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Portland Police Bureau Chief Michael Marshman speaks at a gathering of community leaders convened by Mayor Charlie Hales (at left).

Community faith leaders gathered today along with Portland Police Chief Mike Marshman, Mayor Charlie Hales, and civil rights activists to respond to the tragic sniper attack that took place yesterday in Dallas, Texas, in which five officers were killed and seven were wounded.

Marshman seemed visibly moved as he spoke, and reiterated the sentiments of many of the speakers: “I believe the power of prayer works, and that’s how we’ll get through this.”

Both Wajdi Said of the Muslim Educational Trust and Hales addressed gun laws. “I’m really tired of seeing the flag at half-mast,” Hales said. “This is madness and it must stop. We must demand stricter regulations on guns in this city, state, and country.” Hales also promised that the Portland Police Department would continue to respond to disturbances with as little force as possible.

Several of the speakers, including Pastor J.W. Matt Hennessee of the Vancouver Avenue First Baptist Church, commented on a march that began in Pioneer Courthouse Square yesterday evening to protest the much-publicized deaths of Alton Sterling and Philando Castile. Hennessee commended the Portland Police force’s handling of the protest and urged demonstrators to speak out, but to do so through nonviolence. Chief Marshman also said that he “fully supported the protests,” and felt that they had gone well with the exception of one participant, who was charged with disorderly conduct after producing a firearm.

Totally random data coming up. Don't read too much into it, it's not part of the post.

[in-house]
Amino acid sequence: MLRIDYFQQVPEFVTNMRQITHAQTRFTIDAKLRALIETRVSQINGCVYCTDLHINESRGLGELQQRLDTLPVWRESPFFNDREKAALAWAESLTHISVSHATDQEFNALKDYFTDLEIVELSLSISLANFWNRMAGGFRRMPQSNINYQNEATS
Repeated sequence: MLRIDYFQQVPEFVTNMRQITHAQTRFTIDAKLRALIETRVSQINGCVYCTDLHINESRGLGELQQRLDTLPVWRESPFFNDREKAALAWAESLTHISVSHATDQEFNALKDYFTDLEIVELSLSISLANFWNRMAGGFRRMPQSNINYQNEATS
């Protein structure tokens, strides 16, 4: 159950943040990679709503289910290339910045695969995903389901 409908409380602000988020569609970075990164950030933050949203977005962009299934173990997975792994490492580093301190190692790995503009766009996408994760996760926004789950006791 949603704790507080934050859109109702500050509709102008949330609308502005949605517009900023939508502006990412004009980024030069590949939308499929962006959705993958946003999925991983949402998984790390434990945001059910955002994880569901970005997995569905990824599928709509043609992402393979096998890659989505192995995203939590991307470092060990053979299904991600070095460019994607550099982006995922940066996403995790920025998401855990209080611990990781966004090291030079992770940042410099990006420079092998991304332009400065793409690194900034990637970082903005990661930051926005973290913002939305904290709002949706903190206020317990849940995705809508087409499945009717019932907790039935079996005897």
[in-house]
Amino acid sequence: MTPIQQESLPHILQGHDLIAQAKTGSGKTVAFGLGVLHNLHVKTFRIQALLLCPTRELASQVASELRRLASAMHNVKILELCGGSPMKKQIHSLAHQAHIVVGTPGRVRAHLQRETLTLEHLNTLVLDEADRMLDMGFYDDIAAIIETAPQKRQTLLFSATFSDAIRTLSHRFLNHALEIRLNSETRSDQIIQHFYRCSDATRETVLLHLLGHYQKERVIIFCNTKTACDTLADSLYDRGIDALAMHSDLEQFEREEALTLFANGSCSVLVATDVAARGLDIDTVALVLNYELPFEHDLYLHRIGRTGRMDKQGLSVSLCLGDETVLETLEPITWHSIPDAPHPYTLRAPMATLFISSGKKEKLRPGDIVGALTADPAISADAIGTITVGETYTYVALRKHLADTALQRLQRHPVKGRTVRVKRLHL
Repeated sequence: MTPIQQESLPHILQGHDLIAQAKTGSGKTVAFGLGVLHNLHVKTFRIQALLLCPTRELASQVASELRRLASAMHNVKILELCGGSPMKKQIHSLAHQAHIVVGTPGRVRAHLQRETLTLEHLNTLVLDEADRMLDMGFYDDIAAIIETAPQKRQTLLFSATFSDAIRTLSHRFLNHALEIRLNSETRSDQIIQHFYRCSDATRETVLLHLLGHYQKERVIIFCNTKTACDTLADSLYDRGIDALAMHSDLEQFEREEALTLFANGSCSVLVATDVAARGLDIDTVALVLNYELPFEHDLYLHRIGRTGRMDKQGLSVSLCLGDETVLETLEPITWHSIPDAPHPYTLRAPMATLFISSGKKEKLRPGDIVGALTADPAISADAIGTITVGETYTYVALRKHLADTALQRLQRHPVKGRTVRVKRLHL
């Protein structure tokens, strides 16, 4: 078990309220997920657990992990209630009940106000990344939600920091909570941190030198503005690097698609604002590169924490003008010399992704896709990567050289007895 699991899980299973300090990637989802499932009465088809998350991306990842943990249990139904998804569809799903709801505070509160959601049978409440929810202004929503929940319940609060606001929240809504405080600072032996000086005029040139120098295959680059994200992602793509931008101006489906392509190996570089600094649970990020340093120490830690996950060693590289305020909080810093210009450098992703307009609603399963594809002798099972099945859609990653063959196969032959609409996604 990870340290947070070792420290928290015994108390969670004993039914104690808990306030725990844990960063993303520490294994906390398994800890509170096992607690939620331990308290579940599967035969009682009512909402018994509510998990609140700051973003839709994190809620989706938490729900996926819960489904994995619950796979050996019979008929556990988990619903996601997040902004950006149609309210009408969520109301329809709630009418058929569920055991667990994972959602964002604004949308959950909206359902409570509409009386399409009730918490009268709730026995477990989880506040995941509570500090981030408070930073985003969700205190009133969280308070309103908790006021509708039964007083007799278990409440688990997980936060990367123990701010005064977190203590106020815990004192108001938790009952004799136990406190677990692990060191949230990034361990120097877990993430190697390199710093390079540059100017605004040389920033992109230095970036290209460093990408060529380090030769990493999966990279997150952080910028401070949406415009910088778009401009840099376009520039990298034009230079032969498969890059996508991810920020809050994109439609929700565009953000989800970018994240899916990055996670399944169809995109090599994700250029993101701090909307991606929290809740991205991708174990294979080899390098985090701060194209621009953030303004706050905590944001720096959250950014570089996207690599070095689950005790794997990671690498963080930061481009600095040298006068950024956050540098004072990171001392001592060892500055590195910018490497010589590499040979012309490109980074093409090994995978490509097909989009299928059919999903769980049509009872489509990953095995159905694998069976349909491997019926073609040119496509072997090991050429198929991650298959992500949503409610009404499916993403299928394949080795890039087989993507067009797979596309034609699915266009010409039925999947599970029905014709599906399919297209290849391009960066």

The bishop of the Kingdom Nation Church, Steven Holt, reminded those present that protesting is not enough: “Beyond rallies, beyond marches, beyond moments surrounding an emotional event, we have to think about a systemic, strategic, collective response that addresses the root of the issue. Things don’t change until we rise up and change them.”

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